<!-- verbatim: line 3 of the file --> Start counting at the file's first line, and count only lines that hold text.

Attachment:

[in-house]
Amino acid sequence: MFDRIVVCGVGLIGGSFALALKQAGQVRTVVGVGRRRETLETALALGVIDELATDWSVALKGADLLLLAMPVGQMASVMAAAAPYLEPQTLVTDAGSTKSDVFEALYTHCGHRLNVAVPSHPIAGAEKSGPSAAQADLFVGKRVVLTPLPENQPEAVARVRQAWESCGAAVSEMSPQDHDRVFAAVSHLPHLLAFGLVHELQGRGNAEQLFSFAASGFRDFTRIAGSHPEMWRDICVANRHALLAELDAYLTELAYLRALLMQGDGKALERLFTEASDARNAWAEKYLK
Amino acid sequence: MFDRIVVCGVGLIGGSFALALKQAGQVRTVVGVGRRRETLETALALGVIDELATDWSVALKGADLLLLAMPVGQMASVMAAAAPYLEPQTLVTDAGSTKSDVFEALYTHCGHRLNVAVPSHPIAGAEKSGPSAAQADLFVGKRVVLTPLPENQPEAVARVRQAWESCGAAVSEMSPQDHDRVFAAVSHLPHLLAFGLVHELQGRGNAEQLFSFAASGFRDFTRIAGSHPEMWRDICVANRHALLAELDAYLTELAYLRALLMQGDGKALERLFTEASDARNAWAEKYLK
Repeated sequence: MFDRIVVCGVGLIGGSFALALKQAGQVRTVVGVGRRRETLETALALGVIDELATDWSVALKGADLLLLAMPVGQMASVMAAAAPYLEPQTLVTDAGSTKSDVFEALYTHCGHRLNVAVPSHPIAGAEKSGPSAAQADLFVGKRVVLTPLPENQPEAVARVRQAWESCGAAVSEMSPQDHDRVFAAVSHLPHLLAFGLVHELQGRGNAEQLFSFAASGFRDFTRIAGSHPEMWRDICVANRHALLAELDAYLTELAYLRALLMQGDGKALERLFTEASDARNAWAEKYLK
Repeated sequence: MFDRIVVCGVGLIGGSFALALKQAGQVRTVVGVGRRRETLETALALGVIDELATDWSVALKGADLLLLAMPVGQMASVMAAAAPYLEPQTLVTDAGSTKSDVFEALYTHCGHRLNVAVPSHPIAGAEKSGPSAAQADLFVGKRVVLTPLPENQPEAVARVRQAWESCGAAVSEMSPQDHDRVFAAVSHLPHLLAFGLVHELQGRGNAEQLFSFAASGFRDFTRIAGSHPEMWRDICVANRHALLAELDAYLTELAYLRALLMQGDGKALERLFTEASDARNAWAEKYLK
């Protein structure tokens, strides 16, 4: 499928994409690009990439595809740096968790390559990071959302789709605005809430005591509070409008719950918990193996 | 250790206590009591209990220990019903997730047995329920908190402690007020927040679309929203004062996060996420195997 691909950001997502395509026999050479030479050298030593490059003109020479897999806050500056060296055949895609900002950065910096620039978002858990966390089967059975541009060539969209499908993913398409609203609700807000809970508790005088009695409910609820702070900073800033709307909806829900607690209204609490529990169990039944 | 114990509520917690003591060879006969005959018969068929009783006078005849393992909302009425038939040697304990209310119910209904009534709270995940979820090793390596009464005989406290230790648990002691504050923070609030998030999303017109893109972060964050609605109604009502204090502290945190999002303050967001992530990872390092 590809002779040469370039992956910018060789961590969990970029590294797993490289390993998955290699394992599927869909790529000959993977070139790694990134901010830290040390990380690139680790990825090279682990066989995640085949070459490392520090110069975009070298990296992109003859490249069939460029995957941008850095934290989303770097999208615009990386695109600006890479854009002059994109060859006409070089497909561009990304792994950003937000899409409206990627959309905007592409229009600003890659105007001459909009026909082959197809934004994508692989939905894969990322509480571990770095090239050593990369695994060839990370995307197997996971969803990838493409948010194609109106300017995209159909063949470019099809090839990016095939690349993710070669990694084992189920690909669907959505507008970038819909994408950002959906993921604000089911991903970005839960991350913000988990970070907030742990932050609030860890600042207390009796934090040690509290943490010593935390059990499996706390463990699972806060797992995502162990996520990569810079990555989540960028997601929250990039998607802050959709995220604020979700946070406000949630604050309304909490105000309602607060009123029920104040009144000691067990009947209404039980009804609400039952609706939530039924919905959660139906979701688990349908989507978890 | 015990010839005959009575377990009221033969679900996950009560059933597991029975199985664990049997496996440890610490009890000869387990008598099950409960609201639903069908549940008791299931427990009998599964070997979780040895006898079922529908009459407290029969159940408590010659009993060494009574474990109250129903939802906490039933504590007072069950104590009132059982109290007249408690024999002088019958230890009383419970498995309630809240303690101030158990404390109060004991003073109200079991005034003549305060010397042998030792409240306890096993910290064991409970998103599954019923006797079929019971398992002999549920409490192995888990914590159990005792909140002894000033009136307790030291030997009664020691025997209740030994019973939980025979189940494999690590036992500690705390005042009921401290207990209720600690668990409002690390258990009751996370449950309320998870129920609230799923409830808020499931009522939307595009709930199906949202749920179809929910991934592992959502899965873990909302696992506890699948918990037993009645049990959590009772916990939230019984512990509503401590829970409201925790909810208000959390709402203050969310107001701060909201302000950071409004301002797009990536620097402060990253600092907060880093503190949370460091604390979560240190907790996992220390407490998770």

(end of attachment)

Amino acid sequence: MFDRIVVCGVGLIGGSFALALKQAGQVRTVVGVGRRRETLETALALGVIDELATDWSVALKGADLLLLAMPVGQMASVMAAAAPYLEPQTLVTDAGSTKSDVFEALYTHCGHRLNVAVPSHPIAGAEKSGPSAAQADLFVGKRVVLTPLPENQPEAVARVRQAWESCGAAVSEMSPQDHDRVFAAVSHLPHLLAFGLVHELQGRGNAEQLFSFAASGFRDFTRIAGSHPEMWRDICVANRHALLAELDAYLTELAYLRALLMQGDGKALERLFTEASDARNAWAEKYLK